Dutee Chand focussed on the way ahead

Dutee Chand has set her sights in clocking 11.00 seconds in the months leading to the 2020 Tokyo Olympics, a benchmark, which, in her calculation, should help her get into the final of the 100m at the least.

Dutee Chand clarified that her aim was to give the best for the country and run at her best.   -  PTI

After ending India’s medal drought in the sprint events at the Asian Games – emerging the first since P.T. Usha. Seoul 1986, to win the silver in the 100m and a medal of the same hue to emulate Saraswati Saha’s second-place finish in Busan 2002, the powerhouse in Dutee Chand is determined to further her cause in the track with unwavering enthusiasm.

The 22-year-old has set her sights in clocking 11.00 seconds in the months leading to the 2020 Tokyo Olympics, a benchmark, which, in her calculation, should help her get into the final of the 100m at the least. The national record holder of the event in 11.29s – which she set at the Guwahati inter-State meet in June this year – also clarified that her aim was to give the best for the country and run at her best, while speaking to Sportstar, after being felicitated in Bengaluru on Tuesday by the Sports Journalists’ Federation of India for her double silver strike in Jakarta.

Fresh from her outstanding outing in the second largest multi-discipline Games in the world, the Odisha sprinter, however, admitted that she has not as yet made plans for the special preparations or training in the Tokyo Games. “We will only know after the qualifiers where I will make it to the Olympics, and it will be only thereafter I will be deciding whether to continue training here or abroad."

READ: Dutee: The two silver in Jakarta are the biggest things in my life

“But, at the same time, I will be continuing with the same training regime, which I have been following all along at least until the next year’s Asian Championships and World Championships, the performance in these events being of prime importance now. As an athlete, my job is to work hard and I will train accordingly as per the schedule prepared by my coach, N. Ramesh."

“It is a matter of pride to me that the Chief Minister of my State, Naveen Patnaik has already declared that whatever money I require for training and competing will be met by his Government," said the pint-sized sprinter, before adding that the presence of African born sprinters, competing for Middle East countries, never affected her in Jakarta.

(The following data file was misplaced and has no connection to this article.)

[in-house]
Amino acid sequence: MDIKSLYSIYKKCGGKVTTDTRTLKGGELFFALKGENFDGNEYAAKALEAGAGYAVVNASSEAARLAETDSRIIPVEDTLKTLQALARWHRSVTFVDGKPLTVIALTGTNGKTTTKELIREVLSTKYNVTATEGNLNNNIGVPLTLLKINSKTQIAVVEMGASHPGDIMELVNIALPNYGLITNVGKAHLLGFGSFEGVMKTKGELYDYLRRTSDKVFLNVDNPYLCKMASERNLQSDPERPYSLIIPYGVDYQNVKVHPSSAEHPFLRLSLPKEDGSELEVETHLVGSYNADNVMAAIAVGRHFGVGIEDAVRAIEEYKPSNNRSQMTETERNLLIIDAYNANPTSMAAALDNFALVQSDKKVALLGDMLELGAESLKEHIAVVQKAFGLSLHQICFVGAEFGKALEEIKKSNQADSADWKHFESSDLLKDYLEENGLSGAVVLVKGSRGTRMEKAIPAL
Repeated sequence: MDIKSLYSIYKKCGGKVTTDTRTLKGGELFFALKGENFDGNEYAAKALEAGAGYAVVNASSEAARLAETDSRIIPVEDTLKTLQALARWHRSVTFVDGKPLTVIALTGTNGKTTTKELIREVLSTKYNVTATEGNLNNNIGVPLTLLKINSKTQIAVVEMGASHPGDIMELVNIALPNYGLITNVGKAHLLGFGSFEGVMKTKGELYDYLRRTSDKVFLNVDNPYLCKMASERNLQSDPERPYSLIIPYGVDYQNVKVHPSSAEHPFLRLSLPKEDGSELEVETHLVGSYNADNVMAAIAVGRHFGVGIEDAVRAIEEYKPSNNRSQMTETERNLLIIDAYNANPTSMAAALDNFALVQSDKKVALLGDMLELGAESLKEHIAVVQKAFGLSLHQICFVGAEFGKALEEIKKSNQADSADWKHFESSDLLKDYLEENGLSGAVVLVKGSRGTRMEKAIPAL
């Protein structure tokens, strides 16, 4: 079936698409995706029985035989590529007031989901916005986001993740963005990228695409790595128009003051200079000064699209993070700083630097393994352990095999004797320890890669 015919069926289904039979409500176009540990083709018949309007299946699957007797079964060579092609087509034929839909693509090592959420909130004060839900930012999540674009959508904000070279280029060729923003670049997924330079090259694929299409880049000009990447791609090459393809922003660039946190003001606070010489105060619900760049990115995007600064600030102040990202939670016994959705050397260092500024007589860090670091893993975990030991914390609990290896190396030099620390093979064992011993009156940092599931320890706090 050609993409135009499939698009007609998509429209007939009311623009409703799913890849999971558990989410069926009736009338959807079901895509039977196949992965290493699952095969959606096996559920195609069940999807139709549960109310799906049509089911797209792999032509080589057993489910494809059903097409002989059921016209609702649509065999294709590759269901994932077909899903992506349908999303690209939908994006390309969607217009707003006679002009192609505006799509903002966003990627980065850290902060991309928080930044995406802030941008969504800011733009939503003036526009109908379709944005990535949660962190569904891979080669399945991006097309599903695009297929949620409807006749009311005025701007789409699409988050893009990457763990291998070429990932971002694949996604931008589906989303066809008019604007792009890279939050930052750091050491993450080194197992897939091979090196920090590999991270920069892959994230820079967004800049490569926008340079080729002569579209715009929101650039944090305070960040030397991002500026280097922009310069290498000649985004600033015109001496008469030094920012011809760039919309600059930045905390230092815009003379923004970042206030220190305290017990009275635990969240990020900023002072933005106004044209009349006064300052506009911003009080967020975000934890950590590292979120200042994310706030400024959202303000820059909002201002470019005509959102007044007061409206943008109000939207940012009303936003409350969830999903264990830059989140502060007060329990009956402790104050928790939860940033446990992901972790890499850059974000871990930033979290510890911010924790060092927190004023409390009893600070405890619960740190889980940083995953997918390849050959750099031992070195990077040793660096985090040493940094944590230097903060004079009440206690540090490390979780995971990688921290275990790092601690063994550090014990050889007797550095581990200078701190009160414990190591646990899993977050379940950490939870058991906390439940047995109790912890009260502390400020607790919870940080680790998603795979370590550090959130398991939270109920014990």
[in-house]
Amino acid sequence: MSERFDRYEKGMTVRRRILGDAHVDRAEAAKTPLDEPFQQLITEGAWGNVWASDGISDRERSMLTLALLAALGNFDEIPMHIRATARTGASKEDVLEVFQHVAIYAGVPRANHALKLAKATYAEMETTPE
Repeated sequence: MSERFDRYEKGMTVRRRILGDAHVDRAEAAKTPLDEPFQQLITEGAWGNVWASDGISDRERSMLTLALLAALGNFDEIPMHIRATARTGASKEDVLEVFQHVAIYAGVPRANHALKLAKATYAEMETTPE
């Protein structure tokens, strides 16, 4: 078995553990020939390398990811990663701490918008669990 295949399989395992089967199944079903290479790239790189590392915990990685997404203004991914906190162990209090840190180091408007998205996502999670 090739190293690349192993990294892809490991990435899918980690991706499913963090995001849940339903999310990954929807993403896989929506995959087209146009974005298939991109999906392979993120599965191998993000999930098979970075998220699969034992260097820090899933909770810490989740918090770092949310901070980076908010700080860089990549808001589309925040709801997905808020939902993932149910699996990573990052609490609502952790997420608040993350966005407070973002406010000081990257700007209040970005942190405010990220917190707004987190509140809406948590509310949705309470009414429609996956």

“I just have to run, whoever it is. As all the athletes from different countries have different physical conditions, I can only that fast my body power helps me. So, my aim in Jakarta to do my best and I really did not think about the African athletes in the fray, as I was just focussed on my races and get whatever medal I got."

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Dutee said that she would not have reached any heights, but for the tremendous support provided by the Bhubaneswar-based Kalinga Institute of Industrial Training and its founder, Achutya Samanta, who has always been a benefactor to her. “When I started running, it was he who stepped in a funded my training and competition requirements and simultaneously looking after my education. Now, if I am a fourth-year student of Law, it is all because of this great man. However, even when I complete my degree, I will always like to remain on the track, as an athlete now and as a coach in the future."

“This apart, I would forget the support I received from P. Gopichand and my coach, helping me through the difficult days when I was left out of the National camp in the dark days when my eligibility to contest was questioned. I, thereby, am indebted to them as well."

“Now, people have started asking me about winning a medal in the Olympic Games. But, the truth is I still do not know how to prepare for the Olympics because I have never trained abroad. However, if there is a need to do that, I am very much prepared for what I am aiming to touch 11.00s in the months prior to the 2020 Games. My target was to run 11.25s at the Asian Games and as I reached close to it, clocking 11.32s in the final, I think that I can improve in the remaining two years and do my best in Tokyo.” Dutte Chand concluded.